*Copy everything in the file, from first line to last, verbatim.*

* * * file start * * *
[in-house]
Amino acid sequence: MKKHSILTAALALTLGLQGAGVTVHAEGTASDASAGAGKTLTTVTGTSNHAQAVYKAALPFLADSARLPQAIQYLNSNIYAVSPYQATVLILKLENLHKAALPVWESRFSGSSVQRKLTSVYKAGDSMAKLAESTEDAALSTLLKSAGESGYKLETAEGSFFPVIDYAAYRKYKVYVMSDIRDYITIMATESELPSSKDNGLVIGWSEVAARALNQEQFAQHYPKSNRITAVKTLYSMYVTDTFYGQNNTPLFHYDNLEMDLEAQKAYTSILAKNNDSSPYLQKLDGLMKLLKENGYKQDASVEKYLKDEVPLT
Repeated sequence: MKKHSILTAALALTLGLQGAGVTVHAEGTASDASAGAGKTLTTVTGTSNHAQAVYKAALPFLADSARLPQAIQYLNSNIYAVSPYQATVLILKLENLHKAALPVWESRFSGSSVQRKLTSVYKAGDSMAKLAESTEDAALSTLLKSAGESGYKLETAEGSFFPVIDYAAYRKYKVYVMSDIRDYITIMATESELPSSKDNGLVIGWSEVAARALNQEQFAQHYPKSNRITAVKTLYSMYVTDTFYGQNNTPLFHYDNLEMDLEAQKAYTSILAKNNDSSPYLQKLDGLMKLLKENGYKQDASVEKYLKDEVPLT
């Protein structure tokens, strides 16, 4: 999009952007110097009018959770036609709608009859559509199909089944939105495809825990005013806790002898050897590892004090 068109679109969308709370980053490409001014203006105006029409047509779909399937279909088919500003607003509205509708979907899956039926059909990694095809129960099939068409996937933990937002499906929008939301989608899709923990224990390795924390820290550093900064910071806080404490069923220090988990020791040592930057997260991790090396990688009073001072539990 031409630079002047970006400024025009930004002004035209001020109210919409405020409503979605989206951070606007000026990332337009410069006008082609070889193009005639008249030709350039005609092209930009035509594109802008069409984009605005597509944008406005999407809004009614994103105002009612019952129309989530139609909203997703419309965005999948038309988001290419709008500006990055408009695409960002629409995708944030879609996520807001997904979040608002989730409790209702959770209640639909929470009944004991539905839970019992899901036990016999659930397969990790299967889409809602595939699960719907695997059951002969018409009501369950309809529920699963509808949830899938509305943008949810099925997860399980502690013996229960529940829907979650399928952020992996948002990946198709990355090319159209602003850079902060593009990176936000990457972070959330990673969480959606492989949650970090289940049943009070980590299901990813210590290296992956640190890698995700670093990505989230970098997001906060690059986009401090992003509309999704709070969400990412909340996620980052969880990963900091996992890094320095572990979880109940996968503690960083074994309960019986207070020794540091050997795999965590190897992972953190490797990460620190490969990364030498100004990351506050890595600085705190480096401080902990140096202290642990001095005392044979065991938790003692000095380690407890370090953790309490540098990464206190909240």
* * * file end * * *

[in-house]
Amino acid sequence: MKKHSILTAALALTLGLQGAGVTVHAEGTASDASAGAGKTLTTVTGTSNHAQAVYKAALPFLADSARLPQAIQYLNSNIYAVSPYQATVLILKLENLHKAALPVWESRFSGSSVQRKLTSVYKAGDSMAKLAESTEDAALSTLLKSAGESGYKLETAEGSFFPVIDYAAYRKYKVYVMSDIRDYITIMATESELPSSKDNGLVIGWSEVAARALNQEQFAQHYPKSNRITAVKTLYSMYVTDTFYGQNNTPLFHYDNLEMDLEAQKAYTSILAKNNDSSPYLQKLDGLMKLLKENGYKQDASVEKYLKDEVPLT
Repeated sequence: MKKHSILTAALALTLGLQGAGVTVHAEGTASDASAGAGKTLTTVTGTSNHAQAVYKAALPFLADSARLPQAIQYLNSNIYAVSPYQATVLILKLENLHKAALPVWESRFSGSSVQRKLTSVYKAGDSMAKLAESTEDAALSTLLKSAGESGYKLETAEGSFFPVIDYAAYRKYKVYVMSDIRDYITIMATESELPSSKDNGLVIGWSEVAARALNQEQFAQHYPKSNRITAVKTLYSMYVTDTFYGQNNTPLFHYDNLEMDLEAQKAYTSILAKNNDSSPYLQKLDGLMKLLKENGYKQDASVEKYLKDEVPLT
């Protein structure tokens, strides 16, 4: 999009952007110097009018959770036609709608009859559509199909089944939105495809825990005013806790002898050897590892004090 068109679109969308709370980053490409001014203006105006029409047509779909399937279909088919500003607003509205509708979907899956039926059909990694095809129960099939068409996937933990937002499906929008939301989608899709923990224990390795924390820290550093900064910071806080404490069923220090988990020791040592930057997260991790090396990688009073001072539990 031409630079002047970006400024025009930004002004035209001020109210919409405020409503979605989206951070606007000026990332337009410069006008082609070889193009005639008249030709350039005609092209930009035509594109802008069409984009605005597509944008406005999407809004009614994103105002009612019952129309989530139609909203997703419309965005999948038309988001290419709008500006990055408009695409960002629409995708944030879609996520807001997904979040608002989730409790209702959770209640639909929470009944004991539905839970019992899901036990016999659930397969990790299967889409809602595939699960719907695997059951002969018409009501369950309809529920699963509808949830899938509305943008949810099925997860399980502690013996229960529940829907979650399928952020992996948002990946198709990355090319159209602003850079902060593009990176936000990457972070959330990673969480959606492989949650970090289940049943009070980590299901990813210590290296992956640190890698995700670093990505989230970098997001906060690059986009401090992003509309999704709070969400990412909340996620980052969880990963900091996992890094320095572990979880109940996968503690960083074994309960019986207070020794540091050997795999965590190897992972953190490797990460620190490969990364030498100004990351506050890595600085705190480096401080902990140096202290642990001095005392044979065991938790003692000095380690407890370090953790309490540098990464206190909240």